English3A-#1 - a state may confer full citizenship on an...

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Cox, Adam B. and Eric A. Posner. “The Second-Order Structure of Immigration Law.” Stanford Law Review 59.4 (2007) 809-857. Adam Cox and Eric Posner talk about immigration law concerning the first and second order of the law. Cox and Posner both explain how each order has its own objective. The first order structure has three dimensions. They are number of immigrants, the type of immigrants, and their terms of admission. The second order is to “design issues concerning the legal rules and institutions that are used to implement those first-order policy goals.” Later in the article, the authors go into great details about the first-order structure first. For example, they explain what it means in “terms of admission.” “States also differ in the status that they confer on those permitted to immigrate. At one extreme,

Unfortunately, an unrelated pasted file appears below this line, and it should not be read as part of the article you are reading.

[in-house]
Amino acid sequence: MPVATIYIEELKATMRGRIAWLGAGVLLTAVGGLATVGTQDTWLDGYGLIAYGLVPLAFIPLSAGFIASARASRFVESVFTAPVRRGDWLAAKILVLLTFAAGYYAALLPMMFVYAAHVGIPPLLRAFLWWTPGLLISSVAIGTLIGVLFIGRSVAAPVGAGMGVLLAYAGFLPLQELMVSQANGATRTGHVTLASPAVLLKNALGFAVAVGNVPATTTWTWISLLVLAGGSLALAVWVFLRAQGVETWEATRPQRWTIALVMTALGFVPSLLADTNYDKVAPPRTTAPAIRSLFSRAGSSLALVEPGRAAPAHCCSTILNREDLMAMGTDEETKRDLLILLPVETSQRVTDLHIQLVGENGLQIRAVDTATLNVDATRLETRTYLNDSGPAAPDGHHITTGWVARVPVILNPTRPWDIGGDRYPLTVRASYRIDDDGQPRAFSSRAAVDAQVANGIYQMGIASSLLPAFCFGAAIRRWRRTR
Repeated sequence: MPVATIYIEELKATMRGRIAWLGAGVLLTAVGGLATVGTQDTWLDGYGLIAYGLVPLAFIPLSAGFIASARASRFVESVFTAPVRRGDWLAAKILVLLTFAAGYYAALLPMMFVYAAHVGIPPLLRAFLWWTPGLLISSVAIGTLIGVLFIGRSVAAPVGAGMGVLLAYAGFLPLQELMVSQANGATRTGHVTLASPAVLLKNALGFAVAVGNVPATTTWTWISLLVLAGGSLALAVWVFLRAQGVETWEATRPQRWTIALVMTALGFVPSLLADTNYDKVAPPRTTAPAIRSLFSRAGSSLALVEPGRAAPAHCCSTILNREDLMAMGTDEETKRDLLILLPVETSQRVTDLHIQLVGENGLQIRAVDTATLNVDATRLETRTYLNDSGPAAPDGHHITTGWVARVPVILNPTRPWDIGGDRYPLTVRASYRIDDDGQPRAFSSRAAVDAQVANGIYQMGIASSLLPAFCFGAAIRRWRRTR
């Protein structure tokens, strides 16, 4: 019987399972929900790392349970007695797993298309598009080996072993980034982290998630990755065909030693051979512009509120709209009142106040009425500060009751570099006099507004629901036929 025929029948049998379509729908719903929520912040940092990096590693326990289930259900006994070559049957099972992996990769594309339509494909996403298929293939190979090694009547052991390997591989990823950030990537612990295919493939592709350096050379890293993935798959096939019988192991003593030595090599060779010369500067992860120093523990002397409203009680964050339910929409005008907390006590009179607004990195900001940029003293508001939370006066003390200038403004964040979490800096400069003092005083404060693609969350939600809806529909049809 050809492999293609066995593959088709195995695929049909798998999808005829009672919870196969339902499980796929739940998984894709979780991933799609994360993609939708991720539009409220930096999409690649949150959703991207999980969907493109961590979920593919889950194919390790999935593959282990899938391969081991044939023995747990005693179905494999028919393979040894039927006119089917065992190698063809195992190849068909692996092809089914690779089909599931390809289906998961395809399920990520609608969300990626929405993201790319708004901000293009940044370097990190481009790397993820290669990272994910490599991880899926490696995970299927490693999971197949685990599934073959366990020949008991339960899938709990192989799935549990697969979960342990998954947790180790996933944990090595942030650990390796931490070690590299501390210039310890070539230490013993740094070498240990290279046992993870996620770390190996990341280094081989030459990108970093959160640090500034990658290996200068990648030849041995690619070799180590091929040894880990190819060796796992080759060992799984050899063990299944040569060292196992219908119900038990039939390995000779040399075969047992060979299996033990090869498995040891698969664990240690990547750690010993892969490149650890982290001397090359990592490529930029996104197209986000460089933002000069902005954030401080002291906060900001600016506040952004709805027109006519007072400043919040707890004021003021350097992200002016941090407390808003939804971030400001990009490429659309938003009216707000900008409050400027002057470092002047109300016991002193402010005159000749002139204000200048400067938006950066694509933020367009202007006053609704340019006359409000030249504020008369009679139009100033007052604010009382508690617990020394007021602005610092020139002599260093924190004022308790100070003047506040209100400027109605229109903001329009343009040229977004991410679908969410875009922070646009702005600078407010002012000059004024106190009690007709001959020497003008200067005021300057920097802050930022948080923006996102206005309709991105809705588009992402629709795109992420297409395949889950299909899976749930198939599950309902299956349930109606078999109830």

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Unformatted text preview: a state may confer full citizenship on an immigrant; at the other extreme, a state may permanently deny an immigrant the legal incidents of citizenship. Then Cox and Posner describe the nature of the second-order structure. The second-order structure breaks down into two categories: substances and procedure. In substances, they look to see if the immigrant satisfies the legal grounds of admission. The procedure is much more complicated to be summarized. Overall, this source is reliable, because it helps readers understand the nature of immigration law. The goal of this article is to explain to how an immigrant is chosen. I will use this source, because it would help me help the reader understand the nature of immigration law....
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This note was uploaded on 09/13/2011 for the course ENG 1113 taught by Professor Watkins during the Spring '08 term at Oklahoma State.

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